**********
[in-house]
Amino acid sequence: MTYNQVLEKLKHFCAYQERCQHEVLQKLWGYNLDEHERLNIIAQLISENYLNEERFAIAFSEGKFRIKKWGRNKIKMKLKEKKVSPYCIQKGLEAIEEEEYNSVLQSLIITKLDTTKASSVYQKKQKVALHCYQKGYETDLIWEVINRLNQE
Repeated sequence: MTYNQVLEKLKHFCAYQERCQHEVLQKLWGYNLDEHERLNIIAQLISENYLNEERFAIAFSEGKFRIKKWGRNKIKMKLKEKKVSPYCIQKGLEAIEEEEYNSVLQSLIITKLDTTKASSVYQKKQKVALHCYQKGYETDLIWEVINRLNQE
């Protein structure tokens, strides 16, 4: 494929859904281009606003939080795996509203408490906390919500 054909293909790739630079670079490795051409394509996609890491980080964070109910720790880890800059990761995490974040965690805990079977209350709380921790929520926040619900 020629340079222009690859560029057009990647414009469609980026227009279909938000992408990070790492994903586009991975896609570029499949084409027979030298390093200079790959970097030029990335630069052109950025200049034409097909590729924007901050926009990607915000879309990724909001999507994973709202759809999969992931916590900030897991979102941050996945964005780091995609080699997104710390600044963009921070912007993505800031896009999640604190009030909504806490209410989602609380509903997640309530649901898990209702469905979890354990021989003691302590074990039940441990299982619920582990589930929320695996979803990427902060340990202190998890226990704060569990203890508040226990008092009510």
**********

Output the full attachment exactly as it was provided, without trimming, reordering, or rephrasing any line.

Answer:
[in-house]
Amino acid sequence: MTYNQVLEKLKHFCAYQERCQHEVLQKLWGYNLDEHERLNIIAQLISENYLNEERFAIAFSEGKFRIKKWGRNKIKMKLKEKKVSPYCIQKGLEAIEEEEYNSVLQSLIITKLDTTKASSVYQKKQKVALHCYQKGYETDLIWEVINRLNQE
Repeated sequence: MTYNQVLEKLKHFCAYQERCQHEVLQKLWGYNLDEHERLNIIAQLISENYLNEERFAIAFSEGKFRIKKWGRNKIKMKLKEKKVSPYCIQKGLEAIEEEEYNSVLQSLIITKLDTTKASSVYQKKQKVALHCYQKGYETDLIWEVINRLNQE
């Protein structure tokens, strides 16, 4: 494929859904281009606003939080795996509203408490906390919500 054909293909790739630079670079490795051409394509996609890491980080964070109910720790880890800059990761995490974040965690805990079977209350709380921790929520926040619900 020629340079222009690859560029057009990647414009469609980026227009279909938000992408990070790492994903586009991975896609570029499949084409027979030298390093200079790959970097030029990335630069052109950025200049034409097909590729924007901050926009990607915000879309990724909001999507994973709202759809999969992931916590900030897991979102941050996945964005780091995609080699997104710390600044963009921070912007993505800031896009999640604190009030909504806490209410989602609380509903997640309530649901898990209702469905979890354990021989003691302590074990039940441990299982619920582990589930929320695996979803990427902060340990202190998890226990704060569990203890508040226990008092009510």